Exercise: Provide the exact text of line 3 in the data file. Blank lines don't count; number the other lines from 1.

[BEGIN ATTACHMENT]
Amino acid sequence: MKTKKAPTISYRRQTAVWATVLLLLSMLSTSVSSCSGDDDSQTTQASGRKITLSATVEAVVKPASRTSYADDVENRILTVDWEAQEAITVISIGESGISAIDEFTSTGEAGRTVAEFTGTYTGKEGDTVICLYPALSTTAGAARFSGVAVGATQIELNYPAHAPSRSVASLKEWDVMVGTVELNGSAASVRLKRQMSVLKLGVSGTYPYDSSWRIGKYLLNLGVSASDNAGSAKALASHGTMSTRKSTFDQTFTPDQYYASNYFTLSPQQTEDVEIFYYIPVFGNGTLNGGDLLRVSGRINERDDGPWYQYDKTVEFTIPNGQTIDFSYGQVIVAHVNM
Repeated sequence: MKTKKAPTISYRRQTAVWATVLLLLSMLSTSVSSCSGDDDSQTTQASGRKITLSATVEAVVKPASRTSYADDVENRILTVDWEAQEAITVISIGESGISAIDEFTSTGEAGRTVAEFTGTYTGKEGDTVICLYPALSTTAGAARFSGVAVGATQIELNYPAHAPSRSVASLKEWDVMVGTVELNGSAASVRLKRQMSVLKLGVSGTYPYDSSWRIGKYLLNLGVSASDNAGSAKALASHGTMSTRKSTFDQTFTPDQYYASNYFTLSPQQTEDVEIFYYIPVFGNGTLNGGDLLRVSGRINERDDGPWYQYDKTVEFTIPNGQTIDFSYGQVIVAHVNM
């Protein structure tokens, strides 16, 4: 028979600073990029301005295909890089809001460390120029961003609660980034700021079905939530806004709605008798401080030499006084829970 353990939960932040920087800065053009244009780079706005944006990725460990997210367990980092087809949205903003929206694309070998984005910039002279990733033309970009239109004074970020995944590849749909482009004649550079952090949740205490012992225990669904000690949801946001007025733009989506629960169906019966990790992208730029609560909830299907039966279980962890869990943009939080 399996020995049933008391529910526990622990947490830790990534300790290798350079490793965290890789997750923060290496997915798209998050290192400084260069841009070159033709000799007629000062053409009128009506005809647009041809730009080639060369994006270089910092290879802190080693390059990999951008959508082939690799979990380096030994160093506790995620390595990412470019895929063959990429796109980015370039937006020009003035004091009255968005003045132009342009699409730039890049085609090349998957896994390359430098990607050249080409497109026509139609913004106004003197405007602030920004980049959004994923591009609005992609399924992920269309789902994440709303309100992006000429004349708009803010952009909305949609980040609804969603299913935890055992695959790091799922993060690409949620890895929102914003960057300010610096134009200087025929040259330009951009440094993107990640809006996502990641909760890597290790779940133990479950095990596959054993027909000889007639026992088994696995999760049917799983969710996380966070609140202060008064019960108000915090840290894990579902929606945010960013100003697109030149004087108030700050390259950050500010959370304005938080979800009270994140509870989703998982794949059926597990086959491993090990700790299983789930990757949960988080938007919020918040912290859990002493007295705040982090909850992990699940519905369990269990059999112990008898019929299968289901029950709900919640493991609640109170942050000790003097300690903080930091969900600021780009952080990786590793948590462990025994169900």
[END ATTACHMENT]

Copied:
């Protein structure tokens, strides 16, 4: 028979600073990029301005295909890089809001460390120029961003609660980034700021079905939530806004709605008798401080030499006084829970 353990939960932040920087800065053009244009780079706005944006990725460990997210367990980092087809949205903003929206694309070998984005910039002279990733033309970009239109004074970020995944590849749909482009004649550079952090949740205490012992225990669904000690949801946001007025733009989506629960169906019966990790992208730029609560909830299907039966279980962890869990943009939080 399996020995049933008391529910526990622990947490830790990534300790290798350079490793965290890789997750923060290496997915798209998050290192400084260069841009070159033709000799007629000062053409009128009506005809647009041809730009080639060369994006270089910092290879802190080693390059990999951008959508082939690799979990380096030994160093506790995620390595990412470019895929063959990429796109980015370039937006020009003035004091009255968005003045132009342009699409730039890049085609090349998957896994390359430098990607050249080409497109026509139609913004106004003197405007602030920004980049959004994923591009609005992609399924992920269309789902994440709303309100992006000429004349708009803010952009909305949609980040609804969603299913935890055992695959790091799922993060690409949620890895929102914003960057300010610096134009200087025929040259330009951009440094993107990640809006996502990641909760890597290790779940133990479950095990596959054993027909000889007639026992088994696995999760049917799983969710996380966070609140202060008064019960108000915090840290894990579902929606945010960013100003697109030149004087108030700050390259950050500010959370304005938080979800009270994140509870989703998982794949059926597990086959491993090990700790299983789930990757949960988080938007919020918040912290859990002493007295705040982090909850992990699940519905369990269990059999112990008898019929299968289901029950709900919640493991609640109170942050000790003097300690903080930091969900600021780009952080990786590793948590462990025994169900």